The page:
Sneezing is normal among dogs. In fact, it is as normal as sneezing among humans. However, dog sneezing comes across as serious in many dog owners. They immediately wonder if their dogs have an illness. Truth is, although dog sneezing is usually not a cause of worry, it can often tell if something is wrong with dogs.
Sneezing happens for many reasons. Usually, dog sneezing is caused by a foreign object getting into the nostrils. When a dog, for example, sniffs a ball of dust, he will release the foreign object through sneezing. Getting exposed to foreign objects happens if the dog always plays outside or gets into dusty, grassy, and bushy places.
Dog sneezing also might result from pollens. Apart from sneezing, the dog might also scratch his nose, chew his paw, and have watery eyes.
Strong chemicals and odors trigger sneezing as well. This explains why after sniffing a liquid detergent or getting near someone wearing a strong perfume, a dog sneezes uncontrollably.
But in some cases, dog sneezing might be caused by an upper respiratory tract infection, otherwise known as cold. A dog sneezes because the nasal membranes are inflamed due to bacteria (e.g. Streptococci and Bordetella) and virus (e.g. parainfluenza). Tooth abscesses and food allergy might also be a cause of dog sneezing. And in serious cases, a dog sneezes because of a tumor. Usually, a bloody nasal discharge accompanies sneezing.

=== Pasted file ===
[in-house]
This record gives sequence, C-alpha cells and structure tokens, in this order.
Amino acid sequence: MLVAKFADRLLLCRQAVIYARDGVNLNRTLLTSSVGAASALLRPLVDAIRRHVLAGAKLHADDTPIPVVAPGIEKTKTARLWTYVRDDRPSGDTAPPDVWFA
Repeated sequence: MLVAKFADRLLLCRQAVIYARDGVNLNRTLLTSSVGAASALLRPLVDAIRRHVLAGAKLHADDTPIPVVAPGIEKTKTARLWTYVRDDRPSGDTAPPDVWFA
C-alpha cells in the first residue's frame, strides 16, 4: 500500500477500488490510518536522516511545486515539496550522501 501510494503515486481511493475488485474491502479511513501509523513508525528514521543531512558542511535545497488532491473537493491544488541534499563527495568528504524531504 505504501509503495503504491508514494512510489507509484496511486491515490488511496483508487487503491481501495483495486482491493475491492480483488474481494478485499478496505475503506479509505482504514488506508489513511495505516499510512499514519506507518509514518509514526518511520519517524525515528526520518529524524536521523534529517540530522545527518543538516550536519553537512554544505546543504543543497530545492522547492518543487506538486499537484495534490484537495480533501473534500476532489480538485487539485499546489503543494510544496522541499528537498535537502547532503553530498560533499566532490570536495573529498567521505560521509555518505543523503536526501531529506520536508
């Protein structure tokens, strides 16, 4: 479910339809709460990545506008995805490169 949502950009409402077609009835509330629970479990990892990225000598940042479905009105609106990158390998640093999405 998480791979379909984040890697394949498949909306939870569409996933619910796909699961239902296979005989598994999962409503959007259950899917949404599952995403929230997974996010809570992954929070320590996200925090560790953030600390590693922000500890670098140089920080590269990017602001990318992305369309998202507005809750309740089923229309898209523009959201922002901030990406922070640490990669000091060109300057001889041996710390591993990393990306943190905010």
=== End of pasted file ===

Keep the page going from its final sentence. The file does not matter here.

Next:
Unknown to many, breed has something to do with sneezing. Dogs with short snout and tighter nasal passages sneeze more than their counterparts. These include bulldogs, pugs, Shia Tzu, Lhasa Apsos, and Pekingese.
Short-lived sneezing doesn’t require medical attention. But if the dog sneezing continues for three days and is accompanied by fever, nasal discharge, breathing difficulty, lethargy, and loss of appetite, medical attention is necessary. The dog should be brought to the veterinarian at once to see if any of the above causes might have triggered the dog’s frequent and prolonged sneezing.
Foreign object in the nostrils and chemical allergy can be easily remedied. In fact, sneezing itself can relieve the condition of the dog. Avoidance of places with irritants and removing the irritants from the places the dogs frequent also help. However, sneezing that’s been diagnosed as a symptom of a more serious condition should be quickly treated. The treatment is of course based on the diagnosis. Antihistamine is usually prescribed by the doctors, although homeopathic remedies are also becoming popular. Some of these are aconitum napellus, arsenicum album, calcarea sulphurica, and hepar sulphurus.
Prevention is centered on avoiding the causes of dog sneezing. In other words, if the dog is allergic to pollens, he should not go to the woods, gardens, and similar places. If the dog has a dental problem, he must be immediately checked by the vet. Although sneezing is pretty normal, something should be done to prevent it from happening in the first place. And every dog owner must be responsible in this respect.